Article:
A trio of senators wrote FCC Chairman Julius Genachowski this
week advising him that he did not have to follow in the footsteps of his
predecessors when it comes to vetting the FCC's media ownership rules and that
they were still concerned about consolidation.
The letter was from veteran Senate consolidation critics Byron
Dorgan (D-N.D.), Olympia Snowe (R-Maine) and Maria Cantwell (D-Wash.), who
were critics of the 2007 decision (and 2008 order) by the FCC under then
Chairman Kevin Martin to loosen the newspaper-broadcast cross ownership
rules, even attempting to have them nullified.
The letter came as the FCC was preparing to defend at least the
authority and process by which Martin came to that decision in a brief to the
Third Circuit Court of Appeals, which is currently hearing appeals of that 2007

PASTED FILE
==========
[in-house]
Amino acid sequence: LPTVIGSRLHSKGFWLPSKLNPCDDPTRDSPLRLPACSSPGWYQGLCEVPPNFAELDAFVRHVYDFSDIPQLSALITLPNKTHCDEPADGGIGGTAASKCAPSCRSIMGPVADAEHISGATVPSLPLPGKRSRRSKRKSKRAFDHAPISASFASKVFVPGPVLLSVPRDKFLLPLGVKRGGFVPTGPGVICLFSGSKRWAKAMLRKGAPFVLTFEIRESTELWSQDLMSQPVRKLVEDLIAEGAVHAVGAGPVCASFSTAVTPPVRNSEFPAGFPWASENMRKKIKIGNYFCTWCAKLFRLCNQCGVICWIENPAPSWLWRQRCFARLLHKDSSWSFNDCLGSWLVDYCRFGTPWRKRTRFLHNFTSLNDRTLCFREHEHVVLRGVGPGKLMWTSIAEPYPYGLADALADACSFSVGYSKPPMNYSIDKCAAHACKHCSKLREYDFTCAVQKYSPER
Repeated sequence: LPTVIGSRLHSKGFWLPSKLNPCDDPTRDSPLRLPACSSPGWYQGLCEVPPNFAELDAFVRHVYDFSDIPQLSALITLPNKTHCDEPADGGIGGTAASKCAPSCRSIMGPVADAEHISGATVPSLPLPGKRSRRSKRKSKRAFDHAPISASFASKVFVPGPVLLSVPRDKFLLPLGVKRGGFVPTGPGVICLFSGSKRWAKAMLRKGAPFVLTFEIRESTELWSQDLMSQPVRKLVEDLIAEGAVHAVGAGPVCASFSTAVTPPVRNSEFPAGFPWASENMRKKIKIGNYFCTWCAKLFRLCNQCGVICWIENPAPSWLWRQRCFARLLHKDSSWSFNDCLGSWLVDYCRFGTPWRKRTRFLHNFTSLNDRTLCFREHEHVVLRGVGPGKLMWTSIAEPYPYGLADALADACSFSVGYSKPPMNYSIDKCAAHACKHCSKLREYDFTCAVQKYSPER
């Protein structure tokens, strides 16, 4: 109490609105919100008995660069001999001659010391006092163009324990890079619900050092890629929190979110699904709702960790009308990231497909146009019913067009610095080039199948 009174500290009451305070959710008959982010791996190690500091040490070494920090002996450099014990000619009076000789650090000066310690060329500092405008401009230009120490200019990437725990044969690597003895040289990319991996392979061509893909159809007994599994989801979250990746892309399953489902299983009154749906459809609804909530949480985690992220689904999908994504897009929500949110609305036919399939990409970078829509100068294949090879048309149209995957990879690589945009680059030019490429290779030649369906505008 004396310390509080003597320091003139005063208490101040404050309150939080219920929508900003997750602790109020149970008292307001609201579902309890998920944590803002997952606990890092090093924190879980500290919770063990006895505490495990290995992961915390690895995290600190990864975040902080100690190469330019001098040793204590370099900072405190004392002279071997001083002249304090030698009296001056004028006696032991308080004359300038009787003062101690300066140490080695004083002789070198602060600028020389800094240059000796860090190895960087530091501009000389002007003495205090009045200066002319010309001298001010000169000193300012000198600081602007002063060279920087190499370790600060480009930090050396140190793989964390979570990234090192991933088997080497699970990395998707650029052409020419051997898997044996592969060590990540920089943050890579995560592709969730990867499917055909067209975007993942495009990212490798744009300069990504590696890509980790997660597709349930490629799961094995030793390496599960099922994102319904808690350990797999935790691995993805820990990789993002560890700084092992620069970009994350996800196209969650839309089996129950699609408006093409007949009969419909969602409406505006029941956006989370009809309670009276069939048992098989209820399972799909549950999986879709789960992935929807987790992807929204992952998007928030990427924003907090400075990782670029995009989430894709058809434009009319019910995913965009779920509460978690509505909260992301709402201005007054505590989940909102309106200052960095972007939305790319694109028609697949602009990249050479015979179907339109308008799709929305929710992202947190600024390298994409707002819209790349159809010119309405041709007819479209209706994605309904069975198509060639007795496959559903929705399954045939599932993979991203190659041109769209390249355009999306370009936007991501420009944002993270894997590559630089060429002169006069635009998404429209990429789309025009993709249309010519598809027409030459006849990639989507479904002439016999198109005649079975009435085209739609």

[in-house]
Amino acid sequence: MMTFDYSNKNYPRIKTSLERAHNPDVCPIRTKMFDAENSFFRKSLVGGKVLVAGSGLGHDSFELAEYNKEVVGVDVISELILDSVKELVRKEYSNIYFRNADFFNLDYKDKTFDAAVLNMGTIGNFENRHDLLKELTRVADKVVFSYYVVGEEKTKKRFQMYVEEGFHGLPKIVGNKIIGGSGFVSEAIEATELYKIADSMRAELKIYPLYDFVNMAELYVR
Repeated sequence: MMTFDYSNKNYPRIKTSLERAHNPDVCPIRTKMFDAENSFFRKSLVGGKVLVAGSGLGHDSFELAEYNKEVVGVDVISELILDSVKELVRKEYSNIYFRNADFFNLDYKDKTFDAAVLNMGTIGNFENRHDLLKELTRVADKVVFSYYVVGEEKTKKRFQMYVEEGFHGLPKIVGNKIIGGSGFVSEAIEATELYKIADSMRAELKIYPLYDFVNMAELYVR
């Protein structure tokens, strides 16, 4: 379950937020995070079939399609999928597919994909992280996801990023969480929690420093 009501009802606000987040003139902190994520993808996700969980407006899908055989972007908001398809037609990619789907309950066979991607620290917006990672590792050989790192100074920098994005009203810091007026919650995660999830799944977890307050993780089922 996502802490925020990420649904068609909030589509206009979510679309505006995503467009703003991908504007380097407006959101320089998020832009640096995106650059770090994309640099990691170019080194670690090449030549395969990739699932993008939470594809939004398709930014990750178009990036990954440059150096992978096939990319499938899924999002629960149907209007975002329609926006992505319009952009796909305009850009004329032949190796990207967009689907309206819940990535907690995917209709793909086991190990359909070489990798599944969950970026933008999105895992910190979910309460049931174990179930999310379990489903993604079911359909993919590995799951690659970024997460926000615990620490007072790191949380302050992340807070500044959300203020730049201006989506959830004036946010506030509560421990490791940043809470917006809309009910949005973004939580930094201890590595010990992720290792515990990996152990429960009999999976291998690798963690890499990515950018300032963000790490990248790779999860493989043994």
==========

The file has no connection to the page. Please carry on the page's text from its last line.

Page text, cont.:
decision by deregulation defenders and opponents alike. The FCC is concurrently
reconsidering its ownership rules as part of a quadrennial review mandated by
In the letter, they said they wanted to remind him of "the
Senate's interest in public interest limits for media ownership and that the
current commission is under no obligation to follow the footsteps of its
FCC General Counsel Austin Schlick has already tried to make
that point in a letter to the Third Circuit last fall asking it to hold off on
the case until that quadrennial review was completed. "There is no
guarantee that any decision by the Court in these cases regarding the
reasonableness of the prior Commission's 2008 Order will bear any relationship
to the judgments the current Commission makes [in the review]."
They also point out in the letter that the last two attempts to
"weaken" the media ownership rules (in 2003 under Chairman Michael
Powell and 2007 under Martin, were met with "considerable congressional
opposition," including resolutions of disapproval passed by the
Senate in both instances.